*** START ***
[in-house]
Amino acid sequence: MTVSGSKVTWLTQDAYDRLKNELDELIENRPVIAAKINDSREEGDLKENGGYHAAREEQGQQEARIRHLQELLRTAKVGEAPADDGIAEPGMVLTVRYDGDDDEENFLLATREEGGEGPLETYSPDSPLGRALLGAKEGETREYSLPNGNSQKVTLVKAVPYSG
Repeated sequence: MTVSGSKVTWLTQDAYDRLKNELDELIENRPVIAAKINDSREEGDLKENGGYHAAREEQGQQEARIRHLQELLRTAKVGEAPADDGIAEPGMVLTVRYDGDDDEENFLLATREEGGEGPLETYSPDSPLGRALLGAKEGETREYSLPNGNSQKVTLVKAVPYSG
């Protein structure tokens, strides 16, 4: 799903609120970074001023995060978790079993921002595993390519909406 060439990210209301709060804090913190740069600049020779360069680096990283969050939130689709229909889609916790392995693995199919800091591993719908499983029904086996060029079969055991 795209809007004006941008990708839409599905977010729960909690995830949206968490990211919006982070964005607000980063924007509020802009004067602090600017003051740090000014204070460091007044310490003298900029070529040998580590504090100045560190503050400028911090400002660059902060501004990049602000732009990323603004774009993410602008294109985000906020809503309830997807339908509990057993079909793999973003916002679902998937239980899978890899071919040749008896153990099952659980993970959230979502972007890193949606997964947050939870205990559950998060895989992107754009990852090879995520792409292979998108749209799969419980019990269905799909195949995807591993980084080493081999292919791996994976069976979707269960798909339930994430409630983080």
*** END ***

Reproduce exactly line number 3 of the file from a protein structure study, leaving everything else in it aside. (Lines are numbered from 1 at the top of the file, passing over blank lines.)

Repeated sequence: MTVSGSKVTWLTQDAYDRLKNELDELIENRPVIAAKINDSREEGDLKENGGYHAAREEQGQQEARIRHLQELLRTAKVGEAPADDGIAEPGMVLTVRYDGDDDEENFLLATREEGGEGPLETYSPDSPLGRALLGAKEGETREYSLPNGNSQKVTLVKAVPYSG